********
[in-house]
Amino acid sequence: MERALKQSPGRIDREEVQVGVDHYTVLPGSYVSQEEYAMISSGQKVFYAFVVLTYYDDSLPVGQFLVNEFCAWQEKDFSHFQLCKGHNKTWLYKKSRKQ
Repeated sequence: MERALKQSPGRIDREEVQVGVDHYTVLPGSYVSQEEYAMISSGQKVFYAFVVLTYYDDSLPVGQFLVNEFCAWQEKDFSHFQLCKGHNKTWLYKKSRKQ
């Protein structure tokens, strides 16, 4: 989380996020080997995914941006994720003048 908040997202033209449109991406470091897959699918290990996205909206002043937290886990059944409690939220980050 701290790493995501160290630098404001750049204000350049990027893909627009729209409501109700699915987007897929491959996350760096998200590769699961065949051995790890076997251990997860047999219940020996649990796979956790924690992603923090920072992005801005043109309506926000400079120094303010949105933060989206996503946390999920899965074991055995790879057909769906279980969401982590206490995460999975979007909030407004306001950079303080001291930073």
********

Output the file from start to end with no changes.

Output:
[in-house]
Amino acid sequence: MERALKQSPGRIDREEVQVGVDHYTVLPGSYVSQEEYAMISSGQKVFYAFVVLTYYDDSLPVGQFLVNEFCAWQEKDFSHFQLCKGHNKTWLYKKSRKQ
Repeated sequence: MERALKQSPGRIDREEVQVGVDHYTVLPGSYVSQEEYAMISSGQKVFYAFVVLTYYDDSLPVGQFLVNEFCAWQEKDFSHFQLCKGHNKTWLYKKSRKQ
């Protein structure tokens, strides 16, 4: 989380996020080997995914941006994720003048 908040997202033209449109991406470091897959699918290990996205909206002043937290886990059944409690939220980050 701290790493995501160290630098404001750049204000350049990027893909627009729209409501109700699915987007897929491959996350760096998200590769699961065949051995790890076997251990997860047999219940020996649990796979956790924690992603923090920072992005801005043109309506926000400079120094303010949105933060989206996503946390999920899965074991055995790879057909769906279980969401982590206490995460999975979007909030407004306001950079303080001291930073």